Two Minutes from Yonge Street


Story behind the painting

When you see my paintings posted on my website, you don't see the process of how they got there, just the end result. Sometimes there are many layers, because that's how I like to paint. As I explore an idea I try things out and the painting emerges through layers of explorations. Sometimes things don't quite work & I scrape the paint back or even take out the electric sander & sand back the layers. This painting went through quite a few changes as it emerged on the panel, but I am pleased with where it ended up. I titled it 'Two minutes from Yonge Street' because it is inspired by a photograph taken near where I live in Oak Ridges and it's probably not even that far from Yonge. I am always amazed that there is such wild scenery in such an urban area. I love living here because, although we are in the suburbs, we have pockets of nature here and there. Not the manicured nature of city parks, but wild messy nature. I walk past this place nearly every day & I enjoy seeing it in each of the changing seasons & different weather conditions.

I was reflecting on how I love to paint the wild side of nature, not necessarily gentle pretty scenery. I love the vastness of the Ontario landscape, the wildness of it. The tangles of undergrowth and twisted limbs of trees. Rough solid rocks and lone pine trees silhouetted against wild skies threatening with rain. Soggy wetlands brimming with reedy grasses and waving cattails, tall tree trunks with watery reflections.

Two Minutes from Yonge Street
Acrylic on deep cradled panel 24" x 18"
$500 Available through Mill Pond Gallery ('s no longer available...the Mayor snapped it up at the opening reception!)

Time for a Refresh?


Moving paintings around

The other day I decided to move some paintings around at home, and when I tried this painting, and it's companion piece, in the dining area, I realized that they go perfectly in there with the yellow walls. Until now they had been sitting in our basement with the rest of my completed paintings that have not yet sold. I often forget that I have all these paintings hidden away and I may as well be enjoying some of them on my own walls. It's so easy to get to the point where you don't really notice what you have on your walls any more because the artwork has been there for so long. It's actually a good idea to go round your home and take stock once in a while. Maybe you will find it is time for a refresh, or just try moving things around to give it a new look. I also moved the painting that had been in that spot to the adjoining room, and you know what…it looked even better in there against the darker coloured wall!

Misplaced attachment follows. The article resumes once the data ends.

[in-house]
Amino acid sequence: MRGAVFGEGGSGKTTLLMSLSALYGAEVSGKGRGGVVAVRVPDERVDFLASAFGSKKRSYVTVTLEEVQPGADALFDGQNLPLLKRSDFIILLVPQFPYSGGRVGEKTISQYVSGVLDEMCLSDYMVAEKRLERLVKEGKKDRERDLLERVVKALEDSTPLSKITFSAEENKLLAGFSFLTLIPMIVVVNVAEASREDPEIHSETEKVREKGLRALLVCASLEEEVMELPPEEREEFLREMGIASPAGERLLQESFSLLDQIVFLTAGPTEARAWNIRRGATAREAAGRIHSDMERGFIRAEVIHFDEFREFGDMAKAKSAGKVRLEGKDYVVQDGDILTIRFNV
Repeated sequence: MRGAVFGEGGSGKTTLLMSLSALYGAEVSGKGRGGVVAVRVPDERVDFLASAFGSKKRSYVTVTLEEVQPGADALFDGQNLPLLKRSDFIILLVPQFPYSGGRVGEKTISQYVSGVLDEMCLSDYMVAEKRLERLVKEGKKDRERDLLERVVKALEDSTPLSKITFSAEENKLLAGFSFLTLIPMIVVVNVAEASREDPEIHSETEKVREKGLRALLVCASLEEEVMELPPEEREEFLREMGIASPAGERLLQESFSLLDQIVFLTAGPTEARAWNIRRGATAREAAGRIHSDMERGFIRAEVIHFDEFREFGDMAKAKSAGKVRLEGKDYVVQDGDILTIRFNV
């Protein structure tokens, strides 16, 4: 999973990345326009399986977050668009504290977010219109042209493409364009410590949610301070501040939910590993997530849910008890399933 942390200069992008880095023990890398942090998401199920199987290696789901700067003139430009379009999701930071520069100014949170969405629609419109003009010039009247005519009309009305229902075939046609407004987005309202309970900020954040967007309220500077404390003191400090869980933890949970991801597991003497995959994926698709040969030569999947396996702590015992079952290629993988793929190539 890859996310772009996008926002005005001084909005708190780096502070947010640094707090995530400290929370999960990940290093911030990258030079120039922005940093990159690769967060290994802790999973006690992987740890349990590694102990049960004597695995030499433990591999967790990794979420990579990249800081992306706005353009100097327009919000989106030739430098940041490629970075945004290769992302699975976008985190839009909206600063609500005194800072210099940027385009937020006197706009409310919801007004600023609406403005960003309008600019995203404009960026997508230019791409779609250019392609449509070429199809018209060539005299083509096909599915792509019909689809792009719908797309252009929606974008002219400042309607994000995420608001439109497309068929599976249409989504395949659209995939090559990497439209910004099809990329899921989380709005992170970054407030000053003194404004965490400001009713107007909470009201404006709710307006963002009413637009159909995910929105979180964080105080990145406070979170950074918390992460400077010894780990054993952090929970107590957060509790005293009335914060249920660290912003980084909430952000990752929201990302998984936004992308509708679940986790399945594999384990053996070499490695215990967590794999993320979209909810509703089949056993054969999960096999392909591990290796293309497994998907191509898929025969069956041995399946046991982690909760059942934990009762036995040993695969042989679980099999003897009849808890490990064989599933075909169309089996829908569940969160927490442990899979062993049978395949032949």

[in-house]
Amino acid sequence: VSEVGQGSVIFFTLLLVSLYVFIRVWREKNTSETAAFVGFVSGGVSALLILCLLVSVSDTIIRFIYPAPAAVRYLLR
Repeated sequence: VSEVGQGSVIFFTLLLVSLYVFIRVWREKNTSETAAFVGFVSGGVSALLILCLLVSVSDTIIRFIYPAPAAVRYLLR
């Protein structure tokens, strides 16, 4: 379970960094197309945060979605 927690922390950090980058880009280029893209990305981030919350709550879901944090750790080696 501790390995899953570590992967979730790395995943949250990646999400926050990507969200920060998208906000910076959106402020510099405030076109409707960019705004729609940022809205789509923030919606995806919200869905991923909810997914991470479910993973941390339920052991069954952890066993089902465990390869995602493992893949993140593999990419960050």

Time to get planning for 2022 & setting some goals


Bullet Journal Planner

This time last year I started using a planner that I set up myself using a regular bullet journal. I know some people like to do very fancy bullet journals, that in themselves are a work of art. This is not that sort of a journal. It is a very practical one, but I like to draw it out myself because that gives me the flexibility to set it up just the way that I want. I learned this method from Louise Fletcher where she teaches about it inside her membership group, Art Tribe. Last year, I set up my journal pretty much following her layout exactly, but this year I am adapting bits of it to suit myself better. I also picked up some organizing tips from Michelle Lloyd inside her United Art Space group. Michelle runs a group to help artists navigate the business side of art and she encourages you to spend time at the end of each month to review the past month & plan the next, so this year I am including that right inside my bullet journal planner. I am sure that using this planner, and being intentional about setting myself weekly goals, has really helped me to achieve all that I have done this year.

For those who want details, the bullet journal I use is called Essentials Large Black Dot Matrix Notebook & I bought it on Amazon. I like this journal because it has lots of nice thick pages that don't bleed through. The pens I use are highlighter pens for colour & a black Sharpie S-GEL for writing with.

I have sections for Year at a glance, Month at a glance and I use a double page spread for each week to keep organized, with a page for Goals & To Do lists on one side & dates on the other. I have also set up a section for monthly review pages, then there are extra pages at the back where I jot down ideas and make lists etc.